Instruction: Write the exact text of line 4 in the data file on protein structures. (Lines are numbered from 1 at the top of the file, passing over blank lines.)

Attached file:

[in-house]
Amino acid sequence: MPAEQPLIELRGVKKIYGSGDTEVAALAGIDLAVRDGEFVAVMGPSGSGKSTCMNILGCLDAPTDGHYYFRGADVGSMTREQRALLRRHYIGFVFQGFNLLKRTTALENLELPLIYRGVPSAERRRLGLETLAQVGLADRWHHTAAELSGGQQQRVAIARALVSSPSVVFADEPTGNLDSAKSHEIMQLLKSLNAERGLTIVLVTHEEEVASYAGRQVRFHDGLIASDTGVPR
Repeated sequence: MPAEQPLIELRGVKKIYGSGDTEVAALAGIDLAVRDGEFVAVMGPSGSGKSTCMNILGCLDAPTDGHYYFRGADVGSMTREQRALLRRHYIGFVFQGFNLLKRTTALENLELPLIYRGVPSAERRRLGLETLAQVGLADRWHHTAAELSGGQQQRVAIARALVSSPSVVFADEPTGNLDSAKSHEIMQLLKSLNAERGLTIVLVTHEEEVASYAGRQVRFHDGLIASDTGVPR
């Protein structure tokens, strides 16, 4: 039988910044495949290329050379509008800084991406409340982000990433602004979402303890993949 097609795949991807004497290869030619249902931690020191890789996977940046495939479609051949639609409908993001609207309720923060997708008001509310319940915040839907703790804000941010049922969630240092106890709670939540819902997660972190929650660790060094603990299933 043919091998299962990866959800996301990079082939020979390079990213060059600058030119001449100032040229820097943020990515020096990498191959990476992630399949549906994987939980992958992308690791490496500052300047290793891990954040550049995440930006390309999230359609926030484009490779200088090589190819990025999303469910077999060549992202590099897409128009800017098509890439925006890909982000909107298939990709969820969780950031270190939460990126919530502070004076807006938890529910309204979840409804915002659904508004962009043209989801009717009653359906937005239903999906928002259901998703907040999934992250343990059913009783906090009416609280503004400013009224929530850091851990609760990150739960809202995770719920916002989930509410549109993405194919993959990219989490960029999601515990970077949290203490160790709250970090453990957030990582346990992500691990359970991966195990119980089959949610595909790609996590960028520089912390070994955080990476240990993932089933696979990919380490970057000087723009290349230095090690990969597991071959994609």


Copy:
């Protein structure tokens, strides 16, 4: 039988910044495949290329050379509008800084991406409340982000990433602004979402303890993949 097609795949991807004497290869030619249902931690020191890789996977940046495939479609051949639609409908993001609207309720923060997708008001509310319940915040839907703790804000941010049922969630240092106890709670939540819902997660972190929650660790060094603990299933 043919091998299962990866959800996301990079082939020979390079990213060059600058030119001449100032040229820097943020990515020096990498191959990476992630399949549906994987939980992958992308690791490496500052300047290793891990954040550049995440930006390309999230359609926030484009490779200088090589190819990025999303469910077999060549992202590099897409128009800017098509890439925006890909982000909107298939990709969820969780950031270190939460990126919530502070004076807006938890529910309204979840409804915002659904508004962009043209989801009717009653359906937005239903999906928002259901998703907040999934992250343990059913009783906090009416609280503004400013009224929530850091851990609760990150739960809202995770719920916002989930509410549109993405194919993959990219989490960029999601515990970077949290203490160790709250970090453990957030990582346990992500691990359970991966195990119980089959949610595909790609996590960028520089912390070994955080990476240990993932089933696979990919380490970057000087723009290349230095090690990969597991071959994609």